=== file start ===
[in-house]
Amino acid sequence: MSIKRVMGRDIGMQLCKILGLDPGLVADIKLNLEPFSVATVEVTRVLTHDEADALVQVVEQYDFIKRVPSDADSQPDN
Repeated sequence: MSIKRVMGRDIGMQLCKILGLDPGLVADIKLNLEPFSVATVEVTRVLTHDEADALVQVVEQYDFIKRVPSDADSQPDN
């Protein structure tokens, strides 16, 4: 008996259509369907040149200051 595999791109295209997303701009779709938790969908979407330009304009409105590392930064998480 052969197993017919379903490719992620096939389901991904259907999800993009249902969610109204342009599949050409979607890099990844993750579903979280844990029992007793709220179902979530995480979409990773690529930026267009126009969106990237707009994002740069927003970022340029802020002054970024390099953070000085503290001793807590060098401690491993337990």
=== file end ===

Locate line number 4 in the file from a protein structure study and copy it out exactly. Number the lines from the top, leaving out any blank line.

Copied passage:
């Protein structure tokens, strides 16, 4: 008996259509369907040149200051 595999791109295209997303701009779709938790969908979407330009304009409105590392930064998480 052969197993017919379903490719992620096939389901991904259907999800993009249902969610109204342009599949050409979607890099990844993750579903979280844990029992007793709220179902979530995480979409990773690529930026267009126009969106990237707009994002740069927003970022340029802020002054970024390099953070000085503290001793807590060098401690491993337990």